With Deadline Approaching, Flood Insurance Bill Clears U.S. House

WASHINGTON — Congress made progress Tuesday toward reauthorizing the National Flood Insurance Program, which is set to expire on Dec. 8.

House lawmakers approved a bill that would extend the program for five years, through 2022. It passed 237-189, with 222 Republicans and 15 Democrats backing the measure. The reauthorization process will next turn to the Senate.

The Federal Emergency Management Agency oversees the flood insurance program, which has about 5 million policies in effect and has borrowed billions of dollars from the U.S. Treasury to help cover claims.

A Congressional Budget Office report from September said the program owed the Treasury about $24 billion. Congress has since passed legislation to cancel $16 billion of the NFIP’s debt.

“It is a bankrupt program,” Rep. Jeb Hensarling, a Texas Republican said on the House floor Tuesday. “It incents and subsidizes people to actually live in harm’s way.” Hensarling chairs the Financial Services Committee, which led the effort to craft the bill.

He highlighted parts of the legislation he said would open up the flood insurance market to private insurers, as well as provisions focused on properties that have flooded repeatedly.

“If we’re going to make this program sustainable, we cannot have 1 percent of the properties causing 25 percent of the losses,” he added.

Some of Hensarling’s GOP colleagues criticized the legislation.

“The fundamental premise of the bill is flawed,” said Rep. Garret Graves, a Louisiana Republican. Graves acknowledged problems with the flood insurance program, but said the legislation would penalize people in his state by raising insurance costs.

Development and land-use decisions in other parts of the U.S., Graves said, affect the amount of water that flows into Louisiana. “You can’t charge people for things over which they have no control,” he added. Graves was among 14 Republicans who voted against the legislation.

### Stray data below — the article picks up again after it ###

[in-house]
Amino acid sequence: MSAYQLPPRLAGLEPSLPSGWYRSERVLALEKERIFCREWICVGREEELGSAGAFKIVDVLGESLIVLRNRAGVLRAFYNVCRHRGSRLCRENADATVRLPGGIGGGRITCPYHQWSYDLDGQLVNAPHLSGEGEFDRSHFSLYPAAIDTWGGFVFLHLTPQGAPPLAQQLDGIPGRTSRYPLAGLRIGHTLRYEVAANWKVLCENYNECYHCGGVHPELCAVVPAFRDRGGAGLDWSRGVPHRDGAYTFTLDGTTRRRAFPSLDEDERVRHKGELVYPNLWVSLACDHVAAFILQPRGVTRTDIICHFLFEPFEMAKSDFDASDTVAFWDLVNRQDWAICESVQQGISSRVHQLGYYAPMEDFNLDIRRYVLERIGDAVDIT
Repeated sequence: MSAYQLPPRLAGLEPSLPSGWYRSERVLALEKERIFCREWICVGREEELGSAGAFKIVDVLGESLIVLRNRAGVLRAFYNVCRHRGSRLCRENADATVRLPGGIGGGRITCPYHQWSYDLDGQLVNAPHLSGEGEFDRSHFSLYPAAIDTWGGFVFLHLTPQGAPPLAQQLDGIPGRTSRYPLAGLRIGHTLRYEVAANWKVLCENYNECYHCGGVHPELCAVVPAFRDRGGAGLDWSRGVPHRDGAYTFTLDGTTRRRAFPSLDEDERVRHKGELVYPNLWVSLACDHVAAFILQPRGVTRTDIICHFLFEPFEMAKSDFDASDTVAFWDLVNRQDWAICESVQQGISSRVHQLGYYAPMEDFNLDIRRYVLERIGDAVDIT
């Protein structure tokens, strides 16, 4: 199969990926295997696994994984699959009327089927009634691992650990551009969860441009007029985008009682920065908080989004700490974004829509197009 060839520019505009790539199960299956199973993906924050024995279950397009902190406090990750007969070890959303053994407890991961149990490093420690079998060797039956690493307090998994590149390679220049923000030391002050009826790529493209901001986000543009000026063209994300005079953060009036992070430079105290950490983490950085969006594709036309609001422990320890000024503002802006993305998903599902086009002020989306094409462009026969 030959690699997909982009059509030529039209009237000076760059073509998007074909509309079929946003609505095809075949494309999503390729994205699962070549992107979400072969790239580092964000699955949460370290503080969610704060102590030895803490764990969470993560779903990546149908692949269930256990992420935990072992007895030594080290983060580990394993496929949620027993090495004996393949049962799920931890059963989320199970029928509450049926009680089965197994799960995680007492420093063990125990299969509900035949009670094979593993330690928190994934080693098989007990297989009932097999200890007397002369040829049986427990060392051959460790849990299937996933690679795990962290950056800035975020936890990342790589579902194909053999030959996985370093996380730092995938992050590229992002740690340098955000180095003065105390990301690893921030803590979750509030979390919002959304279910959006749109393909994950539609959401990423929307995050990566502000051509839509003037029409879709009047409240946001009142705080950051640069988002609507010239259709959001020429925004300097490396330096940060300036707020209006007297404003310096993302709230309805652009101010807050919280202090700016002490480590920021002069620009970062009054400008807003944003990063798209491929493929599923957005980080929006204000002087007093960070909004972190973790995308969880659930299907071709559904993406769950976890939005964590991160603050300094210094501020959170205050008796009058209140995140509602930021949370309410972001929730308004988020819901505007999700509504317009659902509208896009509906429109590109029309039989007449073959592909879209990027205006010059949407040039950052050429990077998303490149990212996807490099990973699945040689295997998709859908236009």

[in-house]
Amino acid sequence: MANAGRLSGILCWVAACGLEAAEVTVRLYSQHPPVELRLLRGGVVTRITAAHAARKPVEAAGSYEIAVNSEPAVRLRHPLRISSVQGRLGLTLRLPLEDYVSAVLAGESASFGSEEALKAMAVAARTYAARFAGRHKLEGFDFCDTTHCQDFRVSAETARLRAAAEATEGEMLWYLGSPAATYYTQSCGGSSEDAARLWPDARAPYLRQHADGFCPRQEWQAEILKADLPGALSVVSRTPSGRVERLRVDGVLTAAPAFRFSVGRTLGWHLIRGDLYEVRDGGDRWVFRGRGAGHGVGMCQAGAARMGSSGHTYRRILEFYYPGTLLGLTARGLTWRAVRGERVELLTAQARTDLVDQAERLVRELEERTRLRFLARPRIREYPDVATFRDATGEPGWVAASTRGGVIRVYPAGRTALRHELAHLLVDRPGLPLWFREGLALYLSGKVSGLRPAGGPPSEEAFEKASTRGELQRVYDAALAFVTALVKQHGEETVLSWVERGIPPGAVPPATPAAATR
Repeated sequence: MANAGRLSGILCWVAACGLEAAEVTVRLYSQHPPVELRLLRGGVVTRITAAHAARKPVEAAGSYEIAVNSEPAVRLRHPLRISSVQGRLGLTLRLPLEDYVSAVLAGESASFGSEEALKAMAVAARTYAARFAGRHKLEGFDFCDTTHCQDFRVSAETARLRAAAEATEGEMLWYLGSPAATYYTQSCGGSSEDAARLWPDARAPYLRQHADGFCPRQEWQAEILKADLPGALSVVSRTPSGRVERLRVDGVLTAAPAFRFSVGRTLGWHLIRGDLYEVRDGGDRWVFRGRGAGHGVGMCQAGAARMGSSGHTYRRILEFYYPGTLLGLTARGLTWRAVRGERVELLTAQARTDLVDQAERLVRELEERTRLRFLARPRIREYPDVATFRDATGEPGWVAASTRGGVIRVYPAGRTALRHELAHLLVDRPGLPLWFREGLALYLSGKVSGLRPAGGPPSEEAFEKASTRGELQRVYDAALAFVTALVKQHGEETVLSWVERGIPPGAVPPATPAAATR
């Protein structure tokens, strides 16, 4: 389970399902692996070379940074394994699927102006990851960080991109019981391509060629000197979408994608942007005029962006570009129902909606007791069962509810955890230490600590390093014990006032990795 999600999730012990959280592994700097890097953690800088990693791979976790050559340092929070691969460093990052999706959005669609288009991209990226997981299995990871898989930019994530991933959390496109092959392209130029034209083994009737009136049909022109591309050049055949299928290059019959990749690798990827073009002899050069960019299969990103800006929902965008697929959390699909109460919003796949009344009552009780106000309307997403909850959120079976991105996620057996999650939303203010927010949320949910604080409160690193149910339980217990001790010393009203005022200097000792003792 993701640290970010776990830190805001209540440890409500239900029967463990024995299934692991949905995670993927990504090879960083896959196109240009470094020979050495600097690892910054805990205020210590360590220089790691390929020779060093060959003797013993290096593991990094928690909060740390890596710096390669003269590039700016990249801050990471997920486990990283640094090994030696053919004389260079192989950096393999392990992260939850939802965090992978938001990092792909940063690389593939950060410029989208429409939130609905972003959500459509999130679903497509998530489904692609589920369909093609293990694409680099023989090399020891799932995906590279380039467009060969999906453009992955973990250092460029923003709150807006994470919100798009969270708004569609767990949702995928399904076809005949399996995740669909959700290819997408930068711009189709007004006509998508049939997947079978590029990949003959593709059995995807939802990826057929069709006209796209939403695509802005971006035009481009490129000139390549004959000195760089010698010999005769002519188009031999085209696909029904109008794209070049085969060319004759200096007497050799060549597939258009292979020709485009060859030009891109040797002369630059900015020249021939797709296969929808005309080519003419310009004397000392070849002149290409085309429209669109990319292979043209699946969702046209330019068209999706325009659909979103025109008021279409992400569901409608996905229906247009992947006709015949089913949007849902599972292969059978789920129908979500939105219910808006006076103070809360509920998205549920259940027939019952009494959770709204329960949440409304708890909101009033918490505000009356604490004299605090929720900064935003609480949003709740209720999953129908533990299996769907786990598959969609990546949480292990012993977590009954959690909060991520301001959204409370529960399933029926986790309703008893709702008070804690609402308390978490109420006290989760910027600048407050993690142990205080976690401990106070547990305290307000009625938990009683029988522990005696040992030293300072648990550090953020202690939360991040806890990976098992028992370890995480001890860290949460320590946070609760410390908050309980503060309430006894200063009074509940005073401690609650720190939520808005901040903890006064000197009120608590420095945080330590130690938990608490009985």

Laura Lightbody, who directs The Pew Charitable Trusts’ flood-prepared communities initiative, wrote Tuesday that the bill addresses some of the NFIP’s problems, but that it has shortcomings as well.

On the upside, Lightbody wrote, it would create requirements for property sellers to disclose flood history and risk and for the first time it would enable the federal government to deny coverage to some of the riskiest and costliest properties when it comes to flood hazards.

But Pew is urging the Senate to include more extensive mitigation components in its bill. Lightbody points to legislation introduced this year that would provide low-interest loans for projects like elevating structures and buying out property in flood-prone areas.

If interest payments on the money the flood insurance program owes Treasury were frozen, it would free up about $400 million annually that could be used for mitigation, or put in reserve, according to Caitlin Berni, vice president of policy and communications for Greater New Orleans, Inc., a regional economic development organization in southeast Louisiana that closely tracks flood insurance issues.

“Having a scenario where we just do these short-term extensions,” she said, “is a bit nerve wracking.” Berni added that it’s unclear how a lapse in authorization would affect the program’s operations, if it were to occur at the same time as a major flood.

When it comes to expanding the role of private insurers, Berni suggested it would be important to proceed carefully. The private flood insurance market remains nascent. And there’s a risk that private insurers could cherry-pick the lowest risk customers, leaving the government to insure those who are most exposed to flooding hazards.

Jacob Terrell, associate legislative director for telecommunications and technology for the National Association of Counties, said the group is pleased with some parts of the House bill—like those that would require FEMA to provide certain information about flood risks to property owners and to share details about flood insurance claims filed for properties.

But he said NACo has held off endorsing the House legislation because the group does not believe it does enough to tackle the flood insurance program’s debt.

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